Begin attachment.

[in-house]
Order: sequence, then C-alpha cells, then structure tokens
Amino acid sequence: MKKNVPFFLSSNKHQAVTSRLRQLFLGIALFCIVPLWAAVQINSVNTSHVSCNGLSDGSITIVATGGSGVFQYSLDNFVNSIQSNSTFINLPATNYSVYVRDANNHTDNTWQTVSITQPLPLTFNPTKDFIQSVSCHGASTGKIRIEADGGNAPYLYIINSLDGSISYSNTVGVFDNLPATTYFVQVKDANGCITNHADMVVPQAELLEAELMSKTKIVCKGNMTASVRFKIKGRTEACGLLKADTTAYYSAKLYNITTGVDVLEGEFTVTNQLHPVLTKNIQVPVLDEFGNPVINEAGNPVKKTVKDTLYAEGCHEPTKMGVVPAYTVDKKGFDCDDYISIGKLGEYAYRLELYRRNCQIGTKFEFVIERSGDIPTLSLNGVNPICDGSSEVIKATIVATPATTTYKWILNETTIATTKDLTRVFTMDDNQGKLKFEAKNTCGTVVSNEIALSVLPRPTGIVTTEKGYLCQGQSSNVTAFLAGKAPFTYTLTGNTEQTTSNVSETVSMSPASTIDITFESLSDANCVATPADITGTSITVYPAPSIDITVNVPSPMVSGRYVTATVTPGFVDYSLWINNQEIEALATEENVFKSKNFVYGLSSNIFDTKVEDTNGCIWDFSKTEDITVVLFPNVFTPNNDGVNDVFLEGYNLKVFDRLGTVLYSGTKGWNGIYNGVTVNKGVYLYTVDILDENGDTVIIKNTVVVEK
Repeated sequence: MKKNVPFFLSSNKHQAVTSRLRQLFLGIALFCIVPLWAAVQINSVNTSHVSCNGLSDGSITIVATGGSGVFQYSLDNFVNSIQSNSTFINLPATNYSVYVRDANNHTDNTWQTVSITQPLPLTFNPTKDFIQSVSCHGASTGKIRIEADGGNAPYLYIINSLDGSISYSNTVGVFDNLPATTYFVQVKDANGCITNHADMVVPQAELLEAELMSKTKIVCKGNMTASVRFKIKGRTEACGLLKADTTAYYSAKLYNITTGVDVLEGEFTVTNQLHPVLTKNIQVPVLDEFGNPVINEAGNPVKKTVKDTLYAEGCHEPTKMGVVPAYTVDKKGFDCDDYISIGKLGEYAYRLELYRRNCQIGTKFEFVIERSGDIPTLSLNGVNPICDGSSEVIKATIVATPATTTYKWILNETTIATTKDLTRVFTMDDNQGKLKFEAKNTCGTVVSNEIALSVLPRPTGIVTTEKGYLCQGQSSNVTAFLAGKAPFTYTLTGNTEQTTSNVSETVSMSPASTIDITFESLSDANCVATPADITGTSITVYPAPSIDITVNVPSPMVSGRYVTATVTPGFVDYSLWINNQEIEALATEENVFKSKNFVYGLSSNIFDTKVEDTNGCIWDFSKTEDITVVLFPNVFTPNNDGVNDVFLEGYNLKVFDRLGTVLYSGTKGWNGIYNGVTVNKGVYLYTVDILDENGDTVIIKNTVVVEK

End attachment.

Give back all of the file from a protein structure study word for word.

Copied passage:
[in-house]
Order: sequence, then C-alpha cells, then structure tokens
Amino acid sequence: MKKNVPFFLSSNKHQAVTSRLRQLFLGIALFCIVPLWAAVQINSVNTSHVSCNGLSDGSITIVATGGSGVFQYSLDNFVNSIQSNSTFINLPATNYSVYVRDANNHTDNTWQTVSITQPLPLTFNPTKDFIQSVSCHGASTGKIRIEADGGNAPYLYIINSLDGSISYSNTVGVFDNLPATTYFVQVKDANGCITNHADMVVPQAELLEAELMSKTKIVCKGNMTASVRFKIKGRTEACGLLKADTTAYYSAKLYNITTGVDVLEGEFTVTNQLHPVLTKNIQVPVLDEFGNPVINEAGNPVKKTVKDTLYAEGCHEPTKMGVVPAYTVDKKGFDCDDYISIGKLGEYAYRLELYRRNCQIGTKFEFVIERSGDIPTLSLNGVNPICDGSSEVIKATIVATPATTTYKWILNETTIATTKDLTRVFTMDDNQGKLKFEAKNTCGTVVSNEIALSVLPRPTGIVTTEKGYLCQGQSSNVTAFLAGKAPFTYTLTGNTEQTTSNVSETVSMSPASTIDITFESLSDANCVATPADITGTSITVYPAPSIDITVNVPSPMVSGRYVTATVTPGFVDYSLWINNQEIEALATEENVFKSKNFVYGLSSNIFDTKVEDTNGCIWDFSKTEDITVVLFPNVFTPNNDGVNDVFLEGYNLKVFDRLGTVLYSGTKGWNGIYNGVTVNKGVYLYTVDILDENGDTVIIKNTVVVEK
Repeated sequence: MKKNVPFFLSSNKHQAVTSRLRQLFLGIALFCIVPLWAAVQINSVNTSHVSCNGLSDGSITIVATGGSGVFQYSLDNFVNSIQSNSTFINLPATNYSVYVRDANNHTDNTWQTVSITQPLPLTFNPTKDFIQSVSCHGASTGKIRIEADGGNAPYLYIINSLDGSISYSNTVGVFDNLPATTYFVQVKDANGCITNHADMVVPQAELLEAELMSKTKIVCKGNMTASVRFKIKGRTEACGLLKADTTAYYSAKLYNITTGVDVLEGEFTVTNQLHPVLTKNIQVPVLDEFGNPVINEAGNPVKKTVKDTLYAEGCHEPTKMGVVPAYTVDKKGFDCDDYISIGKLGEYAYRLELYRRNCQIGTKFEFVIERSGDIPTLSLNGVNPICDGSSEVIKATIVATPATTTYKWILNETTIATTKDLTRVFTMDDNQGKLKFEAKNTCGTVVSNEIALSVLPRPTGIVTTEKGYLCQGQSSNVTAFLAGKAPFTYTLTGNTEQTTSNVSETVSMSPASTIDITFESLSDANCVATPADITGTSITVYPAPSIDITVNVPSPMVSGRYVTATVTPGFVDYSLWINNQEIEALATEENVFKSKNFVYGLSSNIFDTKVEDTNGCIWDFSKTEDITVVLFPNVFTPNNDGVNDVFLEGYNLKVFDRLGTVLYSGTKGWNGIYNGVTVNKGVYLYTVDILDENGDTVIIKNTVVVEK